The available gluten in rye flour is of a different and inferior nature to wheat gluten. The protein glutelin replaces glutenin in rye which leads to a gumminess that impedes gluten development. Around 500 CE, the Saxons and Danes settled in Britain and introduced rye, which was well suited to its temperate climates.

This six flour, 30% ancient grain bread is high in gluten and wonderfully aromatic. This is a three day bread starting with a poolish preferment; on day 2 the preferment and the dough come together. The last day includes both the final proof and baking. Baking the bread using a cloche (cooking bell) provides a lovely brown outer crust and good crumb.  It toasts well and makes a good sandwich.



 Annotated Bibliography

The videos on “Essentials of Bread Baking” and “Artisan Bread Shaping” are very well done and worth the investment in time and resources.

The flours and the service from Central Milling are first-rate.  Shipping costs equal or exceed the cost of product but that means the flour is very fresh.

David, Elizabeth (1977, 2010). English Bread and Yeast Cookery. Grub Street London

This classic book needs revision and better organization, but remains a superb source.

Forkish, Ken (2012). Flour Water Salt Yeast: The Fundamentals of Artisan Bread and Pizza. Ten Speed Press Berkeley

Excellent description of techniques needed to make good artisan bread.

Reinhart, Peter (2011-04-06). The Bread Baker’s Apprentice: Mastering the Art of Extraordinary Bread (Kindle Locations 2256-2265). Ten Speed Press.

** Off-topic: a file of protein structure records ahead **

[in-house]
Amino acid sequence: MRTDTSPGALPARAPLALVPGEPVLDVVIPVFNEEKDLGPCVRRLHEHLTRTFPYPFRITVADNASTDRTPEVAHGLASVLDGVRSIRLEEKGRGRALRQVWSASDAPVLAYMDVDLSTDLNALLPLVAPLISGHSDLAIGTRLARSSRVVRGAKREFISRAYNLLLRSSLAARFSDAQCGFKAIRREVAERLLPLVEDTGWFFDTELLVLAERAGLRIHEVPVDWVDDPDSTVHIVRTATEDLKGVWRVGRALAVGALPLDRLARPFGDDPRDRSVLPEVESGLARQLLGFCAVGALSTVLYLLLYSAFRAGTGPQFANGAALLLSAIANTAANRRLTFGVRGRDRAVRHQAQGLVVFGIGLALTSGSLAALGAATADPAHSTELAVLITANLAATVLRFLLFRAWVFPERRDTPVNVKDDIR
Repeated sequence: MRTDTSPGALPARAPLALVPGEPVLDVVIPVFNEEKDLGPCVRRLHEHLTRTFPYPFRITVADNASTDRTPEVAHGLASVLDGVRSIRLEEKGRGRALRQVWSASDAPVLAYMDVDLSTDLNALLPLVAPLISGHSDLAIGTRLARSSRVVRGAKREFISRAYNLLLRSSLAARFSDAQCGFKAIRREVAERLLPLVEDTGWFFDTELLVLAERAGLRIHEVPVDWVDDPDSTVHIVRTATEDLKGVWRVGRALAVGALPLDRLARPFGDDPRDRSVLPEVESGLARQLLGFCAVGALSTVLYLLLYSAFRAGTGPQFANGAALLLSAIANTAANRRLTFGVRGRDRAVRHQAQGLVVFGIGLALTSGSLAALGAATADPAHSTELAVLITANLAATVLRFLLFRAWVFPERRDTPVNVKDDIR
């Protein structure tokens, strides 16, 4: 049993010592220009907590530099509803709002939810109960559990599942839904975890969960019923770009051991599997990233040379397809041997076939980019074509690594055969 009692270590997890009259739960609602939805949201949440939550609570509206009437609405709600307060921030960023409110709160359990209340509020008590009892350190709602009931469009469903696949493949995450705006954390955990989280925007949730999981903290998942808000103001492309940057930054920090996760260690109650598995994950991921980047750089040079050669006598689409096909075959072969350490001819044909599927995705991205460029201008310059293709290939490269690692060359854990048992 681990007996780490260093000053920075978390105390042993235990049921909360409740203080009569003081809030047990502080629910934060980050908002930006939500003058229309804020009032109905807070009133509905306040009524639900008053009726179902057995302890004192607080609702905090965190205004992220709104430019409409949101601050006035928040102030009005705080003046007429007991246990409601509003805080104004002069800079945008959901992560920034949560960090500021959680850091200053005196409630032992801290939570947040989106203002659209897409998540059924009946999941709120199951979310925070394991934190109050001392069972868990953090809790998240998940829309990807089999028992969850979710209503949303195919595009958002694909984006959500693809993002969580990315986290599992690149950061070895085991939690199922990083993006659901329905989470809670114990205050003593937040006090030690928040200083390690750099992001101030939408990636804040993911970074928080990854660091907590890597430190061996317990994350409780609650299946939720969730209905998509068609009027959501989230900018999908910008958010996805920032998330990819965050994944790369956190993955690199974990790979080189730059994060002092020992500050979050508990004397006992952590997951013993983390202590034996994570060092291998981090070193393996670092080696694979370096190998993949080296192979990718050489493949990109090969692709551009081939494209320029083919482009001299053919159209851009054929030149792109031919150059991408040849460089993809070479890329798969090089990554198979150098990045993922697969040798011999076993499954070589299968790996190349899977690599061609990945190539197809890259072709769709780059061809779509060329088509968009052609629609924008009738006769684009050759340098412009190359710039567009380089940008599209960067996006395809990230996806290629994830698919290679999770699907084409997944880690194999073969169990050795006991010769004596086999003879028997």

This book was recommended by my wife’s hematologist who likes to make challah and brioche from Reinhart’s recipes. This is the best discussion of the mechanics of bread making from both an artistic and scientific standpoint that one is likely to find.  There is a lot of information here.


Stuff happens when you go to Madagascar

My wife, Maxine, wanted to go to Madagascar to see the lemurs.  A trip was being offered by Betchart Expeditions (Cupertino, CA) through the American Association of the Advancement of Science (AAAS) for late August and early September 2016 to see the country and an annular solar eclipse.

The trip would begin with a flight from Atlanta to Paris, then 2 days later we would fly from Paris to Antananarivo (a.k.a. Tana), Madagascar’s capital city.

Madagascar has a high incidence of malaria and travelers are strongly advised to take an antimalarial medication. For us this meant getting a prescription for Malarone and taking tablets 2 days prior to departure and a week past our return to the US.

So, arrangements were made, checks were written and off we went.


Why should one have to walk so far from the gate to get transportation to a motel? The plane arrived at Charles de Gaulle airport (CDG) on time but we had trouble finding a bus to the motel. Oh, the bus left from here…, No, no that’s not right the bus actually leaves from over there.

When we reached the Best Western Motel CDG we were told that our reservations were in order and that we could get breakfast if we wanted. We did, the meal was adequate and we relaxed for a few hours.

We had instructions from Betchart to call Air Madagascar as soon as possible when we arrived Friday to confirm our airline reservations for Sunday afternoon. It seems that sometimes the airline fails to depart as promised so we should call, just to make sure.

Problem: the phone in our motel room would not work. We tried the phone at the reception desk but repeatedly got no response until late that afternoon. Yeah, there was going to be flight on Sunday and we had tickets to ride.

The next day was free and we wanted to go to the Louvre. The only practical way to get there was by taxi so we had the front desk call us a cab. The driver spoke a bit of English, accepted our credit card graciously and away we went. It was a bright, sunny day and as the driver entered the museum area he exclaimed proudly, ” Magnificent, no?”

We had a great time; I loved the moat, Venus, Mona and the head of John the Baptist. Lunch was tasty and not as pricey as I expected.